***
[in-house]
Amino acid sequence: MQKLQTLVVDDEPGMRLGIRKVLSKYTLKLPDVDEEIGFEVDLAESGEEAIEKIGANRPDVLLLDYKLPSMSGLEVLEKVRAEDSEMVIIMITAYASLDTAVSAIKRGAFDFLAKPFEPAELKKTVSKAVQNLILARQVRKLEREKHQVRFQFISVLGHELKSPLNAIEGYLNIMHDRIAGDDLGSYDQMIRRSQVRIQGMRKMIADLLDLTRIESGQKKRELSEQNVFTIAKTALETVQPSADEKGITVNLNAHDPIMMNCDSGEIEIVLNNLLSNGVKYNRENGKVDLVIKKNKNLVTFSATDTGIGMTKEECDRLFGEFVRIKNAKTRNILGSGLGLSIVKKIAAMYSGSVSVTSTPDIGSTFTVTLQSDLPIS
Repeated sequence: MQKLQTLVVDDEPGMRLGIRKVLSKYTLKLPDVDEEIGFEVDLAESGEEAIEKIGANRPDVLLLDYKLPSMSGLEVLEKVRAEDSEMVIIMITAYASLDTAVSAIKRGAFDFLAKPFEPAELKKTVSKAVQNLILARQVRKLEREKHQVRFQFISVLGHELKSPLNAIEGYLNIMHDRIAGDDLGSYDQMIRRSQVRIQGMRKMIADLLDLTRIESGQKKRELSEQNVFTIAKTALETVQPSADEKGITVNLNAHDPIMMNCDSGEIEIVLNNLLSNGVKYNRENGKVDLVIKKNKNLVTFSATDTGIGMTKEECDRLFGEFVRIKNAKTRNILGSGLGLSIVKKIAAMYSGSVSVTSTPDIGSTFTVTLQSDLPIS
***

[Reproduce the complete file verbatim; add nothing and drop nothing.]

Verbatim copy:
[in-house]
Amino acid sequence: MQKLQTLVVDDEPGMRLGIRKVLSKYTLKLPDVDEEIGFEVDLAESGEEAIEKIGANRPDVLLLDYKLPSMSGLEVLEKVRAEDSEMVIIMITAYASLDTAVSAIKRGAFDFLAKPFEPAELKKTVSKAVQNLILARQVRKLEREKHQVRFQFISVLGHELKSPLNAIEGYLNIMHDRIAGDDLGSYDQMIRRSQVRIQGMRKMIADLLDLTRIESGQKKRELSEQNVFTIAKTALETVQPSADEKGITVNLNAHDPIMMNCDSGEIEIVLNNLLSNGVKYNRENGKVDLVIKKNKNLVTFSATDTGIGMTKEECDRLFGEFVRIKNAKTRNILGSGLGLSIVKKIAAMYSGSVSVTSTPDIGSTFTVTLQSDLPIS
Repeated sequence: MQKLQTLVVDDEPGMRLGIRKVLSKYTLKLPDVDEEIGFEVDLAESGEEAIEKIGANRPDVLLLDYKLPSMSGLEVLEKVRAEDSEMVIIMITAYASLDTAVSAIKRGAFDFLAKPFEPAELKKTVSKAVQNLILARQVRKLEREKHQVRFQFISVLGHELKSPLNAIEGYLNIMHDRIAGDDLGSYDQMIRRSQVRIQGMRKMIADLLDLTRIESGQKKRELSEQNVFTIAKTALETVQPSADEKGITVNLNAHDPIMMNCDSGEIEIVLNNLLSNGVKYNRENGKVDLVIKKNKNLVTFSATDTGIGMTKEECDRLFGEFVRIKNAKTRNILGSGLGLSIVKKIAAMYSGSVSVTSTPDIGSTFTVTLQSDLPIS